TitleVegetarian diets and risk of all-cause mortality in a population-based prospective study in the United States.
Publication TypeJournal Article
Year of Publication2023
AuthorsBlackie K, Bobe G, Takata Y
JournalJ Health Popul Nutr
Date Published2023 Nov 23
KeywordsAnimals, Cohort Studies, Diet, Diet, Vegetarian, Humans, Male, Meat, Prospective Studies, United States

The popularity of vegetarian diets has increased the need for studies on long-term health outcomes. A limited number of studies, including only one study from a non-vegetarian population, investigated the risk of mortality with self-identified vegetarianism and reported inconsistent results. This study evaluated prospective associations between vegetarian diets and all-cause mortality among 117,673 participants from the Prostate, Lung, Colorectal and Ovarian Cancer Screening Trial cohort study. Vegetarian diet status was self-identified on the questionnaire. Deaths were ascertained from follow-up questionnaires and the National Death Index database. Multivariable Cox regression models were used to estimate the risk of all-cause mortality in hazard ratio (HR) and 95% confidence intervals (CI). By diet group, there were 116,894 omnivores (whose diet does not exclude animal products), 329 lacto- and/or ovo-vegetarians (whose diet excludes meat, but includes dairy and/or eggs), 310 pesco-vegetarians (whose diet excludes meat except for fish and seafood) and 140 vegans (whose diet excludes all animal products). After an average follow-up of 18 years, 39,763 participants were deceased. The risk of all-cause mortality did not statistically significantly differ among the four diet groups. Comparing with the omnivore group, the HR (95% CI) were 0.81 (0.64-1.03) for pesco-vegetarian group, 0.99 (0.80-1.22) for lacto- and/or ovo-vegetarian group and 1.27 (0.99-1.63) for vegan group, respectively. Similarly, mortality risk did not differ when comparing lacto- and/or ovo-vegetarians plus vegans with meat/fish eaters (omnivores and pesco-vegetarians) (HR [95% CI] = 1.09 [0.93-1.28]). As this study is one of the two studies of vegetarianism and mortality in non-vegetarian populations, further investigation is warranted.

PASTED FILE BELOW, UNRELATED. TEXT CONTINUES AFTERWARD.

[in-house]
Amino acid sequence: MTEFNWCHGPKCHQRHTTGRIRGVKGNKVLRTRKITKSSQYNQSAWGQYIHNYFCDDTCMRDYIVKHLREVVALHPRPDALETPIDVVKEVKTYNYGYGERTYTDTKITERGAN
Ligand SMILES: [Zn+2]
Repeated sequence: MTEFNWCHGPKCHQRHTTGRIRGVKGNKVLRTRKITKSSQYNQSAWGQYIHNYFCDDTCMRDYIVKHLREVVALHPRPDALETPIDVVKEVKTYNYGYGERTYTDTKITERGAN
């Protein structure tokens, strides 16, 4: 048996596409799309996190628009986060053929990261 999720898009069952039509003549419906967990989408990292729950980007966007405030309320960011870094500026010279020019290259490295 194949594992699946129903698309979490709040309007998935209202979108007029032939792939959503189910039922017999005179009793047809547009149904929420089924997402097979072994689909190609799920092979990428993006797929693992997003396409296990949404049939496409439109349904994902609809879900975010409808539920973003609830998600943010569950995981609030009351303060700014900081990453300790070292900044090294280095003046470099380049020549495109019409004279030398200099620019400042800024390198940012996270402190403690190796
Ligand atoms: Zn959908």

Alternate JournalJ Health Popul Nutr
PubMed ID37996932
PubMed Central IDPMC10666432